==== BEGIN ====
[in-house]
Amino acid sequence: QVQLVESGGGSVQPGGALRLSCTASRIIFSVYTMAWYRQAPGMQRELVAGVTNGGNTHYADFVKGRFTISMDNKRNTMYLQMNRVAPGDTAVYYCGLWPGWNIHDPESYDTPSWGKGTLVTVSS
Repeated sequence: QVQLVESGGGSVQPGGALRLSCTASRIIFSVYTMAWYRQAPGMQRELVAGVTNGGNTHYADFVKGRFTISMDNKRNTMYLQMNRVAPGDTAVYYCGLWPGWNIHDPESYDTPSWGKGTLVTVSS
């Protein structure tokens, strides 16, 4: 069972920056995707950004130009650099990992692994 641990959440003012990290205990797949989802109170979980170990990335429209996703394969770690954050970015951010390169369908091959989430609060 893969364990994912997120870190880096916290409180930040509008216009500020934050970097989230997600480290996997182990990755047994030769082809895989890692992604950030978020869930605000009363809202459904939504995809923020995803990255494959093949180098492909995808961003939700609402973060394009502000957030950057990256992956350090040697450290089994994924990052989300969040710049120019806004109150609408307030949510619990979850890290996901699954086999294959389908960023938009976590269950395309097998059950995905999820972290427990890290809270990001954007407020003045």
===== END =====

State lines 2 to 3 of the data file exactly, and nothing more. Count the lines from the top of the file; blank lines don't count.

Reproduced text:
Amino acid sequence: QVQLVESGGGSVQPGGALRLSCTASRIIFSVYTMAWYRQAPGMQRELVAGVTNGGNTHYADFVKGRFTISMDNKRNTMYLQMNRVAPGDTAVYYCGLWPGWNIHDPESYDTPSWGKGTLVTVSS
Repeated sequence: QVQLVESGGGSVQPGGALRLSCTASRIIFSVYTMAWYRQAPGMQRELVAGVTNGGNTHYADFVKGRFTISMDNKRNTMYLQMNRVAPGDTAVYYCGLWPGWNIHDPESYDTPSWGKGTLVTVSS